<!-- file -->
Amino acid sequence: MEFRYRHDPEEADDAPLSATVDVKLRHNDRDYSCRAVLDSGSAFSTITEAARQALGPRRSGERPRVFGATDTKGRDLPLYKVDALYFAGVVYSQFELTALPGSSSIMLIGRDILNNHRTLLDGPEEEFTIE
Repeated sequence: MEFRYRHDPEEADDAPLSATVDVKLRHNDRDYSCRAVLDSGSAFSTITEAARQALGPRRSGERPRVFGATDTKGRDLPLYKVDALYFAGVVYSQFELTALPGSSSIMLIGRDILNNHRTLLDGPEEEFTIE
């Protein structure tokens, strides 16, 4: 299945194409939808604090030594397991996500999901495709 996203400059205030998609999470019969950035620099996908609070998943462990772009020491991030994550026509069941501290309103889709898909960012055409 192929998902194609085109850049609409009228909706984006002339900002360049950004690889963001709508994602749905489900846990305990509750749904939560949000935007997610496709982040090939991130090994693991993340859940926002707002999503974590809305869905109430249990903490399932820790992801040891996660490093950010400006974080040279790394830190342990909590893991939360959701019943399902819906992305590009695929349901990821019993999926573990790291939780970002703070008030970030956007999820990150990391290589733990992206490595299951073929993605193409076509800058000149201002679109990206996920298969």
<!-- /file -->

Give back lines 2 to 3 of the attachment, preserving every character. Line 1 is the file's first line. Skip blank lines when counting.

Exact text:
Repeated sequence: MEFRYRHDPEEADDAPLSATVDVKLRHNDRDYSCRAVLDSGSAFSTITEAARQALGPRRSGERPRVFGATDTKGRDLPLYKVDALYFAGVVYSQFELTALPGSSSIMLIGRDILNNHRTLLDGPEEEFTIE
């Protein structure tokens, strides 16, 4: 299945194409939808604090030594397991996500999901495709 996203400059205030998609999470019969950035620099996908609070998943462990772009020491991030994550026509069941501290309103889709898909960012055409 192929998902194609085109850049609409009228909706984006002339900002360049950004690889963001709508994602749905489900846990305990509750749904939560949000935007997610496709982040090939991130090994693991993340859940926002707002999503974590809305869905109430249990903490399932820790992801040891996660490093950010400006974080040279790394830190342990909590893991939360959701019943399902819906992305590009695929349901990821019993999926573990790291939780970002703070008030970030956007999820990150990391290589733990992206490595299951073929993605193409076509800058000149201002679109990206996920298969």